Barry Peraino: Video: Full Color Football: The New Frontier: The Story of the American Football League

This post was originally posted at FreeStateExtra on Blogger

By the late 1950s the National Football League had just survived the Korean War as far as losing players to that war, World War II losing players to that war, some not coming back, the Great Depression with all the money that was lost in the country as well as the NFL. And the fact that America went through that for about 15 years. If you don’t have enough money to pay your bills and a lot of Americans were in that situation during the Great Depression, you’re not going to go to sporting events. So by the late 1950s or even before that, when the NFL was approaching its 40th Season, they had proven they were a survivor.

The NFL had already proven they were a survivor and with the economic boom of the 1950s and with the NFL growing in popularity with NFL champions like the New York Giants, Chicago Bears, Detroit Lions (yes the Detroit Lions), Baltimore Colts, Los Angeles Rams with Sid Gilman with his spread vertical offense and of course the Cleveland Browns led by Paul Brown one of the top 3-5 head coaches of all-time, as well as a great general manager, the 1950s was a boom decade for the NFL. There was a lot of great football and great players in that decade, the NFL was finally making money and making very good money and they only had twelve franchises.

And with the NFL’s revenue sharing system where each club shares its broadcast revenue, there was a lot of money to go around. And the less clubs that they had the more money each club can keep for themselves. That was the theory which is why the NFL didn’t expand sooner and into places like Boston, Buffalo, Miami, Houston, Dallas, San Diego and others all markets capable of supporting NFL franchises.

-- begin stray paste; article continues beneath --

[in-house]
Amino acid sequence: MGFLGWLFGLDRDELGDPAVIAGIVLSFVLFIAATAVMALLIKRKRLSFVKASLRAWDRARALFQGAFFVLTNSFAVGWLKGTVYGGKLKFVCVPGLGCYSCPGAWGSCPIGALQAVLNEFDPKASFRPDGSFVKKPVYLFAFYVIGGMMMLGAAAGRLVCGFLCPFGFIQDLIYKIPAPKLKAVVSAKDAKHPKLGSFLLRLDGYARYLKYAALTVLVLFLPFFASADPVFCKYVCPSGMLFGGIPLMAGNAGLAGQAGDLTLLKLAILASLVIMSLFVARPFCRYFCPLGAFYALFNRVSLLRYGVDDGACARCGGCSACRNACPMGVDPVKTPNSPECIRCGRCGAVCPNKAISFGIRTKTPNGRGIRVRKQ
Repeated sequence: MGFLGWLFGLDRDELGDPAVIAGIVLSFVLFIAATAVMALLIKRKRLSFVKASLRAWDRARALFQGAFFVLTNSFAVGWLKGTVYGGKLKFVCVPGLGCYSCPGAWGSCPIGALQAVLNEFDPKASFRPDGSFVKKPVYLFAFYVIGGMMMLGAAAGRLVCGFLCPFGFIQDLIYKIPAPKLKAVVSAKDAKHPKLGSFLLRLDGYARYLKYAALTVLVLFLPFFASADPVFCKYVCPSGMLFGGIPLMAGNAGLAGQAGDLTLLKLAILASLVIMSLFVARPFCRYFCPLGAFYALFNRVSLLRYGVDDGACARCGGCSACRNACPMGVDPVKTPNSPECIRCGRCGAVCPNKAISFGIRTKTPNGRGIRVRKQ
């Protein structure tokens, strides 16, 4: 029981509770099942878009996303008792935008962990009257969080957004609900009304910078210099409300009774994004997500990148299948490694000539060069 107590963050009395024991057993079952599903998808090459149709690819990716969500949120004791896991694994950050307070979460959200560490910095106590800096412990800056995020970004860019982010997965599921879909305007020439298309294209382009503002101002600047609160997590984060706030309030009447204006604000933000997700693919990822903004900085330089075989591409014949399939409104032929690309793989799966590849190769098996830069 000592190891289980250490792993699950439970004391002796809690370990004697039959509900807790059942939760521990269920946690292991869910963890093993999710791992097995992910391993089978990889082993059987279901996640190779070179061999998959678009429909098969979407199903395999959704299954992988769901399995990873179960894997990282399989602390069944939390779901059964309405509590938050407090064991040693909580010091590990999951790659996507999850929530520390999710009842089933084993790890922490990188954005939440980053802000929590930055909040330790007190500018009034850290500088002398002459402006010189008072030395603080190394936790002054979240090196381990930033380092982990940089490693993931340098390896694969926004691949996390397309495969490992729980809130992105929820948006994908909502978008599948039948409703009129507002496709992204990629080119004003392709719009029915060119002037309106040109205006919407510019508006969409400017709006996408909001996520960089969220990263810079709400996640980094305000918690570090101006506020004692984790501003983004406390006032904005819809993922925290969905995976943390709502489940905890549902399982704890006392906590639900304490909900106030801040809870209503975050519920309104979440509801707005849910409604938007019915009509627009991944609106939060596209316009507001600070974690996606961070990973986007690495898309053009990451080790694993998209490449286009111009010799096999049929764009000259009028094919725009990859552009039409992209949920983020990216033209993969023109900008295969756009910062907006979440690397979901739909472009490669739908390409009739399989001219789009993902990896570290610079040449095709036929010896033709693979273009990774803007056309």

What the All American Football Conference proved in the 1940s and 50s, was that 12 pro football franchises wasn’t enough that there was more money to be made and a lot more money to be made and there were a lot more players that could play pro football in America that a 12 club league could support. That’s where the Baltimore Colts, Cleveland Browns, San Francisco 49ers all came from and when the AAFC folded, those clubs went to the NFL. The Cleveland Browns finished off the AAFC by winning the last championship there. And then went to the NFL in the 1950s and won five NFL Championships in that decade.

This was all setting the stage for the American Football League to come into existence all those markets that the NFL said the hell with, all wanted their own pro football franchise. And all of those players that could play in the NFL, but were overlooked, all found homes in the AFL in cities like Boston, Buffalo, the New York, Kansas City, Houston, Denver, Oakland and San Diego. Just to start off with followed in the late 60s by Cincinnati and Miami. The AFL represented a shot for for football fans who were turn down by the NFL, to have their own franchise and for players to get another shot at pro football career.

The NFL saw the AFL as a threat right away which is why they rewarded an expansion franchise to Dallas in 1960 and Minneapolis in 1961. Because they knew there were a lot of football fans in those two markets and that the AFL wanted to expand there. Without the AFL, we probably never heard of players like quarterback Len Dawson who’s in the Hall of Fame and QB Jack Kemp who’s famous for several other reasons, most of them positive.

As well as all the African-American players that were turned away because of their race by the NFL. Like Hall of Famers like Chiefs linebacker Willie Lanier, LB Bobby Bell who’s a better version of Lawrence Taylor, defensive tackle Buck Buchanan, wide receiver Otis Taylor who should be in the Hall of Fame and so many others. The AFL was a second chance society for people who deserved it.

1961 San Diego Chargers

1961 San Diego Chargers

About Rik Schneider

Blogger/writer on a lot of different subjects.
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